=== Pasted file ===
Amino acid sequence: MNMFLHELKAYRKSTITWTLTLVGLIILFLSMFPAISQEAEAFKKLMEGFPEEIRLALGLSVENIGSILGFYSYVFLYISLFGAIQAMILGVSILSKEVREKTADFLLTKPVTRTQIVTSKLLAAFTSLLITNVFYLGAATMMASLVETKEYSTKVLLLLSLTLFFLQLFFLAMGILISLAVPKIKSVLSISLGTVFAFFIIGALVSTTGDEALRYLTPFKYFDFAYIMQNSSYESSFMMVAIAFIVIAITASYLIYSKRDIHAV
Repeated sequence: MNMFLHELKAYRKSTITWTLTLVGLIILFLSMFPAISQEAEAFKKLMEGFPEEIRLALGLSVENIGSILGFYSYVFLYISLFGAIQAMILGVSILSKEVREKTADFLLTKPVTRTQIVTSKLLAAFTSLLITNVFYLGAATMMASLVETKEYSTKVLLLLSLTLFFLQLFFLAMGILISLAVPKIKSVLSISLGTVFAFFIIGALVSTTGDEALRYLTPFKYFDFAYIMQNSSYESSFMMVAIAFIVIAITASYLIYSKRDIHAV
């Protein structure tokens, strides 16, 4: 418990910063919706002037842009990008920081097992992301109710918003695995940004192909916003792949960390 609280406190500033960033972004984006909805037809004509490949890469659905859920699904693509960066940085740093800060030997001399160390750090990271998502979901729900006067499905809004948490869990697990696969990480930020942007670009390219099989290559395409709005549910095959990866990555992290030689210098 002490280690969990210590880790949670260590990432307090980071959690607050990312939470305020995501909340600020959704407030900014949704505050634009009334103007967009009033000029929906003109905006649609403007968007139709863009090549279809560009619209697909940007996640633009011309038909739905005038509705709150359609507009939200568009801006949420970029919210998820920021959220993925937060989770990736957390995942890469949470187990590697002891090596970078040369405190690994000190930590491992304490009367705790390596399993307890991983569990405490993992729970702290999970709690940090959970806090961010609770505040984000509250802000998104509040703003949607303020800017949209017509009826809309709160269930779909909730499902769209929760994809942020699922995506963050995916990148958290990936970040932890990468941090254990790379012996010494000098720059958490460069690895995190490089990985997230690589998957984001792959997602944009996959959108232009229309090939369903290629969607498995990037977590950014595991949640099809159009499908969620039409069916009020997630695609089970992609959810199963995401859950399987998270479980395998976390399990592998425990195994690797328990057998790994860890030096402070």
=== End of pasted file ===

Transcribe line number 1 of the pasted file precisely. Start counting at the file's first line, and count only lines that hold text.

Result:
Amino acid sequence: MNMFLHELKAYRKSTITWTLTLVGLIILFLSMFPAISQEAEAFKKLMEGFPEEIRLALGLSVENIGSILGFYSYVFLYISLFGAIQAMILGVSILSKEVREKTADFLLTKPVTRTQIVTSKLLAAFTSLLITNVFYLGAATMMASLVETKEYSTKVLLLLSLTLFFLQLFFLAMGILISLAVPKIKSVLSISLGTVFAFFIIGALVSTTGDEALRYLTPFKYFDFAYIMQNSSYESSFMMVAIAFIVIAITASYLIYSKRDIHAV